Bain, A. (1873). Mind and body: The theories of their relation. New York: Appleton.

Brentano, F. (1874). Psychologie vom empirischen standpunkt. Leipzig: Dun-ker & Humblot. Baldwin, J. M. (1905). Sketch of the history of psychology. Psychological Review, 12, 144-165. Ryle, G. (1949). The concept of mind. London: Hutchinson. Husserl, E. (1962). Phenomenological psychology. The Hague: Nijhoff. Polten, E. (1973). Critique of the psycho-physical identity theory. The Hague: Mouton.

Cheng, D. (1975). Philosophical aspects of the mind-body problem. Honolulu: University of Hawaii Press. Levin, M. (1979). Metaphysics and the mind-body problem. Oxford, UK: Clarendon Press.


MIND/MENTAL SET, LAW OF. = set, law of. The term set is defined in the present context as a temporary condition of the organism that facilitates a certain specific type of activity; cf., the set-theoretical model, which refers to any model that treats the entities under consideration as elements arranged in a series or aggregate and formally represents the relations between the elements in terms of set theory that may be applied, among other things, to mathematical characterization, semantic features, word meaning, or human long-term memory (cf., resonance theory of learning, proposed by the American psychologist Harry F. Harlow (1905-1981), which holds that items belonging to a certain set are more likely to be recalled/responded to during the time that set is being dealt with). The related terms mental/determining set and perceptual set refer, respectively, to any condition, disposition, or tendency on the organism's part to respond in a particular manner, and to a kind of cognitive readiness for a particular stimulus or class of stimuli (called Einstellung in German). When set is associ ated with a problem-solving or task-oriented situation, the German word Aufgabe ("task") is used to capture the idea that each particular task or set of instructions for performing a particular task carries with it a cluster of constraints indicating the use of particular processes (cf., N. Ach's determining tendency; R. Wheeler refers to the law of Aufgabe). Thus, the law of set/mental set, in a psychological context, refers to a temporary condition of responding that can arise from the task requirements (via overt or covert instructions), context, prior experiences, or expectations (cf., rational principle - refers to a mind set concerning how one intends to solve a problem or determine a fact, such as deciding to use deductive versus inductive reasoning in problem-solving). At higher cognitive levels, set can alter the pattern of information pickup, the nature of what is perceived, and the probability that a particular problem may be solved; (cf., fuzzy set theory, which is the mathematical theory of sets that does not have sharp boundaries and, because most concepts are fuzzy in this sense - for example, "bald," "bad" - some believe the mathematical theory could throw light on cognition). Other ways in which set interacts with cognitive processes are called attentional set, which refers to a condition whereby the observer is prepared to receive information of a particular type (or from a particular channel), and the functional fixedness phenomenon [or functional fixity -first described by the German-born American psychologist Karl Duncker (1903-1940)], which is a conceptual set whereby objects that have been used for one function tend to be viewed as serving only that function, even though the situation may call for the use of the object in a different manner. See also ACH'S LAWS/PRINCIPLES/THEORY; FUZZY SET THEORY; MIND/MENTAL STATES, THEORIES OF; WUNDT'S THEORIES/ DOCTRINES. REFERENCES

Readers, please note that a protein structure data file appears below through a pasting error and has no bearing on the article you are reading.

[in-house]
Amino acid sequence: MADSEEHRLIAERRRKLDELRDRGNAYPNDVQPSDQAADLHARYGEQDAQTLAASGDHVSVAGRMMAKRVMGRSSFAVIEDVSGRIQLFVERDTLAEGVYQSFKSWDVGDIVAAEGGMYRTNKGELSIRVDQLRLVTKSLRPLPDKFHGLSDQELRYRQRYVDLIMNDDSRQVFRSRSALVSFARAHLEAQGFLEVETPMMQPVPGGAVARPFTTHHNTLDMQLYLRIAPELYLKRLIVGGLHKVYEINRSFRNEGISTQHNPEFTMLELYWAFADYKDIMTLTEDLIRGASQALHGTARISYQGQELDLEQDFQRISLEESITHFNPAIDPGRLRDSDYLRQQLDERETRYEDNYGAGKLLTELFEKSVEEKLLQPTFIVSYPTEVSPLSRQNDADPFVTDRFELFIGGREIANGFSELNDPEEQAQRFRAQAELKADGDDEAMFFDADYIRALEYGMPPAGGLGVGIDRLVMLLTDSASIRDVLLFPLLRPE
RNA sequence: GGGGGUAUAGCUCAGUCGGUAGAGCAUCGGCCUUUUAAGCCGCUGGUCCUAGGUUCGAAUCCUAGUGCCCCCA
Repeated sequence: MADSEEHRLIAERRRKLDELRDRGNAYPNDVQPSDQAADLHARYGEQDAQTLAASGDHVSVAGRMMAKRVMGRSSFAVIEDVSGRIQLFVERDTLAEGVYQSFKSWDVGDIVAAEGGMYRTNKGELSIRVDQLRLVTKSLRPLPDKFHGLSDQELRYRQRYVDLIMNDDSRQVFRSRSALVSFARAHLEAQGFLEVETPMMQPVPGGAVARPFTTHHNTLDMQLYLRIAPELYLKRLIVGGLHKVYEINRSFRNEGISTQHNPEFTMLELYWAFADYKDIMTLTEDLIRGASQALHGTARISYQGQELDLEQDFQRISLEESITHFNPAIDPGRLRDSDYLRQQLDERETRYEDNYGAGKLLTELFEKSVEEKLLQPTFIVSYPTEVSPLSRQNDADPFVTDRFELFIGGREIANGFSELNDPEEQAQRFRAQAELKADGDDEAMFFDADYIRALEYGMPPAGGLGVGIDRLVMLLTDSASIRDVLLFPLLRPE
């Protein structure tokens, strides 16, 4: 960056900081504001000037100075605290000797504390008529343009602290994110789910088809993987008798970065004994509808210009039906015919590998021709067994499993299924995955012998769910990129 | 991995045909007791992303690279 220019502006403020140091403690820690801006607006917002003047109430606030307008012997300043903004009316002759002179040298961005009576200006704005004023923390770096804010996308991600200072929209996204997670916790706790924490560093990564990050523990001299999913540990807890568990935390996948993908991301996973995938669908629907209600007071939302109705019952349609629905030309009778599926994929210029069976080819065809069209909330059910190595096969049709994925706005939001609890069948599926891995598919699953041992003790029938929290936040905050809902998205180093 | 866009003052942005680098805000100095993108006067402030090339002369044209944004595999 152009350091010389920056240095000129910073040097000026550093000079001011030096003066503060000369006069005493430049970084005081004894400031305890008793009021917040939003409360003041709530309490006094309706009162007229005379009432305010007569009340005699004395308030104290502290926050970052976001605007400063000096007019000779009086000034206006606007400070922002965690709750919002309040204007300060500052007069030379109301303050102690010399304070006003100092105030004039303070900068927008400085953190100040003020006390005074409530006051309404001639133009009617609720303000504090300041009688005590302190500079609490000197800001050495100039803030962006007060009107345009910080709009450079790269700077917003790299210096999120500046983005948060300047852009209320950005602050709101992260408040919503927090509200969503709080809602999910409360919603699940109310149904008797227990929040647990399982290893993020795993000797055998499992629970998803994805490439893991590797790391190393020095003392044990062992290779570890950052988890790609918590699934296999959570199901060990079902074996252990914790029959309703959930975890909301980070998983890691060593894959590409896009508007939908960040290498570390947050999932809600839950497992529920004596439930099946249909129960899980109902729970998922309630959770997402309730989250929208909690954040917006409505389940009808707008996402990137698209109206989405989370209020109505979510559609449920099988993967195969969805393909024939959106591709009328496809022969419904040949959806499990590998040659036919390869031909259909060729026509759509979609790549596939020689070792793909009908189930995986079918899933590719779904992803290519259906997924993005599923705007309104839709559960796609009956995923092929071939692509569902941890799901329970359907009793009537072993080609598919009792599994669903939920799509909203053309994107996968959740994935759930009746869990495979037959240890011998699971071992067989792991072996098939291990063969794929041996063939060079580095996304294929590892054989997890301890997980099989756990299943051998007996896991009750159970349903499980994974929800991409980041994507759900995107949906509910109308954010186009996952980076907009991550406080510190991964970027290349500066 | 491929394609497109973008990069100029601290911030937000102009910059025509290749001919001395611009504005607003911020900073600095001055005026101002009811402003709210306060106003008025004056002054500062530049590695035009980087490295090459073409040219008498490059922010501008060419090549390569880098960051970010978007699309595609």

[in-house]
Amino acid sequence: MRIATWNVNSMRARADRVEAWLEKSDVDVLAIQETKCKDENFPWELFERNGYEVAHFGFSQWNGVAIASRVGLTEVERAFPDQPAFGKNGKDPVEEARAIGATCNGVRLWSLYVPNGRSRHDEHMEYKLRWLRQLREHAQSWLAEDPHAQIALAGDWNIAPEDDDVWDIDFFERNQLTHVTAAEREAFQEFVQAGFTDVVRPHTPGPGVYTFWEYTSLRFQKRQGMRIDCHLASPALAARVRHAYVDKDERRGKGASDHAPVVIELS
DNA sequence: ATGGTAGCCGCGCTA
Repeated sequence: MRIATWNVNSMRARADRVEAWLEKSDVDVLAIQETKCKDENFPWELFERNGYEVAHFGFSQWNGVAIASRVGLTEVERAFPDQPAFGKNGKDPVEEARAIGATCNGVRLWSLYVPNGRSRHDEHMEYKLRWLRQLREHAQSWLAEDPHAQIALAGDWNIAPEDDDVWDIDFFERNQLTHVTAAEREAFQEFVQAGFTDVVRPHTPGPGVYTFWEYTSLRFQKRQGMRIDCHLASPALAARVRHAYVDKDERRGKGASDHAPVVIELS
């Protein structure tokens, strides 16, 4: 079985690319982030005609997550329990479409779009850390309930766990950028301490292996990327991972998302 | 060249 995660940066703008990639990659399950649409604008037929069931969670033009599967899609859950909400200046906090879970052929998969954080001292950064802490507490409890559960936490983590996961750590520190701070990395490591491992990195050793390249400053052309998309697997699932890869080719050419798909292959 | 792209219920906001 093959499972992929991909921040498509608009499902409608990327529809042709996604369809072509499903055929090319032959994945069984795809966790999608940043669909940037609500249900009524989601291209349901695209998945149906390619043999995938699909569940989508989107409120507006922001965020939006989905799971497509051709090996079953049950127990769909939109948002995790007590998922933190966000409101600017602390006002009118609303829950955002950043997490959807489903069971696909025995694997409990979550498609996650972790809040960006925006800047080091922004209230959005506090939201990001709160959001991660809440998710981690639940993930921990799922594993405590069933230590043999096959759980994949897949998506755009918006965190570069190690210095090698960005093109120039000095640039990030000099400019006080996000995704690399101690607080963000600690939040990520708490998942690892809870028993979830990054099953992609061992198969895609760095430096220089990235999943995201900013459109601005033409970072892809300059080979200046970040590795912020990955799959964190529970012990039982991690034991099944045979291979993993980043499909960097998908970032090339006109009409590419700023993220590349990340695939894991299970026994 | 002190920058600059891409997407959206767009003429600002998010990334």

Ach, N. (1905). Uber die willenstatigkeit und das denken. Gottingen: Vardenboek. Wheeler, R. (1929). The science of psychology: An introductory study. New York: Crowell.

Duncker, K. (1935/1945). Zur psychologie des produktiven denkens . Psychological Monographs, 58 , No. 5. Gibson, J. (1941). A critical review of the concept of set in contemporary experimental psychology. Psychological Bulletin, 38, 781-817. Luchins, A. (1942). Mechanization in problem solving - The effect of Einstellung. Psychological Monographs, 54, No. 248.

Bruner, J. (1957). On perceptual readiness. Psychological Review, 64, 123-152.

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